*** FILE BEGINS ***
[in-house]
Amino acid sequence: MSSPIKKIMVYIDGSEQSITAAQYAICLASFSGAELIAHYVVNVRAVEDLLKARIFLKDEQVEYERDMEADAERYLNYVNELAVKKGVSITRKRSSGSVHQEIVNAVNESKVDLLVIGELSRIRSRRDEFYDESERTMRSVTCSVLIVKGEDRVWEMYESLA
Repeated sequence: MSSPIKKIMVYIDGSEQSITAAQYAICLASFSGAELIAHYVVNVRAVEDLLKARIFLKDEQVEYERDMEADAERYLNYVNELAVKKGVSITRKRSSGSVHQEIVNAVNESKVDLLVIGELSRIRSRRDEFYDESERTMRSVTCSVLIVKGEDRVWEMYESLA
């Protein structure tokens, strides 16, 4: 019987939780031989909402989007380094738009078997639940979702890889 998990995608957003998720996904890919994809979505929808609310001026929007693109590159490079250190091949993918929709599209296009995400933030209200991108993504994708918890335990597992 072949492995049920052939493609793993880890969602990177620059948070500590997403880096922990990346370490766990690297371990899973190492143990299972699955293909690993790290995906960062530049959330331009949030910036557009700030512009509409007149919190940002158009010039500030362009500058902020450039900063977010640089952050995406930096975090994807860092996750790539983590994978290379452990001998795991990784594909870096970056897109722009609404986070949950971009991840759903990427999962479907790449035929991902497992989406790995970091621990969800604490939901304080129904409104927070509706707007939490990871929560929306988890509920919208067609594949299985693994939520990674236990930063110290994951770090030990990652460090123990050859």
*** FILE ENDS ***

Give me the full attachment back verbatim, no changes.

[in-house]
Amino acid sequence: MSSPIKKIMVYIDGSEQSITAAQYAICLASFSGAELIAHYVVNVRAVEDLLKARIFLKDEQVEYERDMEADAERYLNYVNELAVKKGVSITRKRSSGSVHQEIVNAVNESKVDLLVIGELSRIRSRRDEFYDESERTMRSVTCSVLIVKGEDRVWEMYESLA
Repeated sequence: MSSPIKKIMVYIDGSEQSITAAQYAICLASFSGAELIAHYVVNVRAVEDLLKARIFLKDEQVEYERDMEADAERYLNYVNELAVKKGVSITRKRSSGSVHQEIVNAVNESKVDLLVIGELSRIRSRRDEFYDESERTMRSVTCSVLIVKGEDRVWEMYESLA
């Protein structure tokens, strides 16, 4: 019987939780031989909402989007380094738009078997639940979702890889 998990995608957003998720996904890919994809979505929808609310001026929007693109590159490079250190091949993918929709599209296009995400933030209200991108993504994708918890335990597992 072949492995049920052939493609793993880890969602990177620059948070500590997403880096922990990346370490766990690297371990899973190492143990299972699955293909690993790290995906960062530049959330331009949030910036557009700030512009509409007149919190940002158009010039500030362009500058902020450039900063977010640089952050995406930096975090994807860092996750790539983590994978290379452990001998795991990784594909870096970056897109722009609404986070949950971009991840759903990427999962479907790449035929991902497992989406790995970091621990969800604490939901304080129904409104927070509706707007939490990871929560929306988890509920919208067609594949299985693994939520990674236990930063110290994951770090030990990652460090123990050859």